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Aimed at preventing SQL injection attacks, all the SQL Statement code in my project should transformed to Parameterized Query. But I got a problem when the query condition includes a 'IN' case. Like this (Using DB2 database):

String employeeId = 'D2309';
String name = "%brady%";

List<Integer> userRights = new ArrayList<Integer>();
userRights.add(1);
userRights.add(2);
userRights.add(3);

String sql = "SELECT * FROM T_EMPLOYEE WHERE EMPLOYEE_ID = ? AND NAME LIKE ? 
AND RIGHT IN (?)";

jdbcTemplate.query(sql, new Object[] {employeeId, name, userRights}, new 
EmployeeRowMapper());

The above code runs failed with the exception:

org.springframework.jdbc.BadSqlGrammarException: PreparedStatementCallback; bad 
SQL grammar [SELECT * FROM T_EMPLOYEE WHERE EMPLOYEE_ID = ? AND NAME LIKE ? AND 
RIGHT IN (?)]; nested exception is com.ibm.db2.jcc.am.io: [jcc][1091][10824]
[3.57.82] .... ERRORCODE=-4461, SQLSTATE=42815

The question here is that does not JdbcTemplate support Parameterized Query for IN case? and I know this work can be done by NamedParameterJdbcTemplate, and whether only NamedParameterJdbcTemplate can do IN case query?

Thanks a lot.

share|improve this question
    
It's not a problem with Spring's JDBC Template. Instead it is a general JDBC related issue (java.sql). AFAIK, there is no solution for this... (+1; good question, we may find someone providing a solution). –  home Nov 2 '12 at 6:25
    
Btw: the only way I got IN to work is by dynamically building the query string, e.g. IN (?, ?, ?) and then adding each value of the list explicitly to the Object[] array. –  home Nov 2 '12 at 6:27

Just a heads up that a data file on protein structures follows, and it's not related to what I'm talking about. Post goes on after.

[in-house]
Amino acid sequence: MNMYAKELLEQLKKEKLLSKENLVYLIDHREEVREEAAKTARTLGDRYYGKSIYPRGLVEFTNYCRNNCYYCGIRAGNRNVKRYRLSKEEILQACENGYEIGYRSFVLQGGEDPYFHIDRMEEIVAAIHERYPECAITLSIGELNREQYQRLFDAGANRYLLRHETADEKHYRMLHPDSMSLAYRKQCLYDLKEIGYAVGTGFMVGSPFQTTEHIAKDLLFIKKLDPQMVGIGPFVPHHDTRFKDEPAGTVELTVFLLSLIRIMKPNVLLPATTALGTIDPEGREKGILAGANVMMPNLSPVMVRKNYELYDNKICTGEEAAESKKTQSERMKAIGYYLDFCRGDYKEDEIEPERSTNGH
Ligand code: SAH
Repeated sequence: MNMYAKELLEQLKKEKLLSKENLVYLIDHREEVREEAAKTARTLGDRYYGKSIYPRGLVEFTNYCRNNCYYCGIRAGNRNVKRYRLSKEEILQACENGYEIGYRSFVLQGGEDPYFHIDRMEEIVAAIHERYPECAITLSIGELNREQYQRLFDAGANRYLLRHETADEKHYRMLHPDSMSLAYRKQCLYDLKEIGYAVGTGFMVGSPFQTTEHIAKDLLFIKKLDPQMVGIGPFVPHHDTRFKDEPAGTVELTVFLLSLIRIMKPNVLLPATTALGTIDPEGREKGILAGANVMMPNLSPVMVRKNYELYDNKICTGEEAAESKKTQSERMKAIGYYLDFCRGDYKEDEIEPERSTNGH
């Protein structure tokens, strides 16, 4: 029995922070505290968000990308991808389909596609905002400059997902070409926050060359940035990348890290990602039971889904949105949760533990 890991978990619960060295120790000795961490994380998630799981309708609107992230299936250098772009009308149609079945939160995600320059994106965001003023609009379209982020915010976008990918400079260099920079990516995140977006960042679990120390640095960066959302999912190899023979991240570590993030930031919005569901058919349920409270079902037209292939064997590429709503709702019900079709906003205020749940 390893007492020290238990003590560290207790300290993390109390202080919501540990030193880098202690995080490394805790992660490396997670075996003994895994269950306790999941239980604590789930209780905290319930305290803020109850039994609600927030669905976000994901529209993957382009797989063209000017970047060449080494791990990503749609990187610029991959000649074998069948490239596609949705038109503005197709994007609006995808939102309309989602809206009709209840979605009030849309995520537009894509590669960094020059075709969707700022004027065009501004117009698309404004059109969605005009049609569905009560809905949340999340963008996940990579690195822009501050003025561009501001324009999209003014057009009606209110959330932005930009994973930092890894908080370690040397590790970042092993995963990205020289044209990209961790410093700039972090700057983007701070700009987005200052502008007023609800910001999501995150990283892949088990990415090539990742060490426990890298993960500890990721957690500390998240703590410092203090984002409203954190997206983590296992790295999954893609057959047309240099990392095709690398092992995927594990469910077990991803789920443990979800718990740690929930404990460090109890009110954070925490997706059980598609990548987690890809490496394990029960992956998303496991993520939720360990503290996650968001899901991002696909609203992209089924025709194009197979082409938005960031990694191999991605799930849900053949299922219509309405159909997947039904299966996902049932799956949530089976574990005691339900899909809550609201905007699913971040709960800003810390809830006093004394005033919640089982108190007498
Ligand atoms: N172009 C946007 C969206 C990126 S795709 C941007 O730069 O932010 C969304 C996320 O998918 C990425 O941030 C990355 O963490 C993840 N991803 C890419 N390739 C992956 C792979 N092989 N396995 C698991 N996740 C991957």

Maybe it works, but it requires much more code and efforts to generate condition string for IN case. Right? –  Brady Zhu Nov 2 '12 at 6:36
1  
please see my answer. –  home Nov 2 '12 at 6:59

1 Answer 1

up vote 0 down vote accepted

As I already mentioned in the comments, I'm not happy with this solution as it dynamically generates a number of SQL statements. Given the number of userRights is between 1 and n, it requires up to n prepared statements in the cache.

The below should work (I did not try it).

String employeeId = 'D2309';
String name = "%brady%";

List<Integer> userRights = new ArrayList<Integer>();
userRights.add(1);
userRights.add(2);
userRights.add(3);

// build the input string
StringBuilder sb = new StringBuilder();
for (int i = 0; i < userRights.size; i++) {
    sb.append("?");
    if (i < userRights.size() - 1) {
        sb.append(", ");
    }
}

// build the SQL
String sql = "SELECT * FROM T_EMPLOYEE WHERE EMPLOYEE_ID = ?" +
    " AND NAME LIKE ?" +
    " AND RIGHT IN (" + sb.toString() + ")";

// init the object array
// size is employeeId + name + right
Object[] param = new Object[2 + userRights.size()];

// fill it
param[0] = employeeId;
param[1] = name;

for (int i = 0; i < userRights.size(); i++) {
    param[i + 2] = userRights.get(i);
}

jdbcTemplate.query(sql, param, new EmployeeRowMapper());
share|improve this answer
    
Greatly appreciated for your useful answer. You solution works very well, but I think it's hard to be designed in common. I intend to make all SQL-related handling methods into a single Utility class. And I don't know what is performance of it? –  Brady Zhu Nov 2 '12 at 7:19
    
Hm, hard to say regarding performance... you can further optimize it by combining the two for loops into one as they both iterate over userRights. It might be much more efficient to read all user rights for a given person, cache them in e.g. a session, and then compare against the in-memory list... –  home Nov 2 '12 at 7:23
    
Thanks! I prefer to use NamedParameterJdbcTemplate to reach my goal. Clearly, it does not make sense that write so much code to merge a sql string. ~~ haha –  Brady Zhu Nov 2 '12 at 7:32
    
Anyway, this is a good idea! Thanks Home! –  Brady Zhu Nov 2 '12 at 7:32
    
I agree, that's what I meant :-) –  home Nov 2 '12 at 7:33

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